My digital comparator is the only version I could find on Tidal, a CD-quality transfer.
On my massively excellent Sillys Place system, put together in the months since I first did this comparison, the US pressing stands out as exceptionally good, with amazing textures on the reed instruments and the bass, and incredible force, drive, and snap. The Japanese pressing just couldn’t keep up — it is clearly several steps behind. My headphone system wasn’t bad, but my current loudspeaker system is pretty incredible — and on this very, very nice system the US pressing is finally able to really shine. Hands down, 1968 US Impulse!
Well this one was a surprise. To me, anyway; readers of this site will have noticed by now that I like Japanese pressings.
But, seriously: I’ve listened to both these discs quite a bit. I thought the 1968 ABS Impulse! sounded really good. I thought the MCA Japan sounded pretty pedestrian. But lo’ and behold, in direct comparison… the MCA Japan sounded clearly better. It was more detailed, had more heft, and sported a more pleasing, dynamic tonal presentation, especially in the bass.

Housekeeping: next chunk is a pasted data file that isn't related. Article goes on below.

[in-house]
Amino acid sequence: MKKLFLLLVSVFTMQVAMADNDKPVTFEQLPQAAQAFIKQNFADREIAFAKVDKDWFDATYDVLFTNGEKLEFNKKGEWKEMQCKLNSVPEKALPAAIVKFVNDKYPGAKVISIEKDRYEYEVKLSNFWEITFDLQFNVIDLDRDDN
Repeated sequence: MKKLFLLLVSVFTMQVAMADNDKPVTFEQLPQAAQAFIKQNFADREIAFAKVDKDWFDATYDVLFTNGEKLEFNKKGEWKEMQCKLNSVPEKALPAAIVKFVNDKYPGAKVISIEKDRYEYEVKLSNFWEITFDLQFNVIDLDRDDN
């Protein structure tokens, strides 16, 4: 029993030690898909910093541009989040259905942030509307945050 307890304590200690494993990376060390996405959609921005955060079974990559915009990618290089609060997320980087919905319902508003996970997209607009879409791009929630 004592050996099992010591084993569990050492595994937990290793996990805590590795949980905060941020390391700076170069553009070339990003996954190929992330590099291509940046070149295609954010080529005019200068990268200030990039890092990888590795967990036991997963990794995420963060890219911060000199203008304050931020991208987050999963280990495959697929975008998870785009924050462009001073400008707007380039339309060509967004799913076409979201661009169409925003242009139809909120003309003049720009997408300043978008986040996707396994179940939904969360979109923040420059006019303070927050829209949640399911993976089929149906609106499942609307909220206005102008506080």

Again, I don’t know what magic was happening in Japanese mastering facilities and pressing plants in the 1970s, but I do know that it was my kind of magic.
It will be hard to sell the ABC Impulse, though, if only for its gorgeous sleeve… A 1973 Japanese pressing would be a nice compromise, perhaps.
Listening notes (revisited)
Current setup (October 4, 2020): LP12 (Mober DC motor/PSU, Cirkus bearing with tranquility, Mober subchassis, Tiger Paw Javelin tonearm w/ Koeus cable, ESC-retipped Linn Troika cartridge), Paradise phono stage, Konduit interconnect, fully RSL’ed Naim 32.5 preamp with Naim/RSL ZapSnaps power supply, SKylla cable, Naim Nap 135 monoblocks, Van Damme Tour Grade Black 4mm, Yamaha NS-1000M speakers.
1968. Ambient details at the start are stunningly good. Amazingly palpable. Sorry, the Japanese pressing is not going to beat this. Insane splash on the cymbals, nutty authority on the deeper instruments. Cymbal splash, width, texture: this is a VERY GOOD pressing, audio thrills galore. Piano is very bright and lively — better than you’ll hear on any RVG album for instance. Ooh, but it’s the texture of the deep reed instruments (and the cymbals) that are really thrilling here. Oooh, that bass riff in the centre! And the trombones! AMAZING.
Japanese. INTERESTING. Also very good, but clearly lacking the detail and directness, the shimmer and snap of the US pressing. It is indeed bass-heavy, not in a good way. It drowns out textures, detail, snap. On this setup, this differences are very clear, and lean entirely in the other direction. Not even close. Like 15% better on the original US pressing.
Listening notes (original)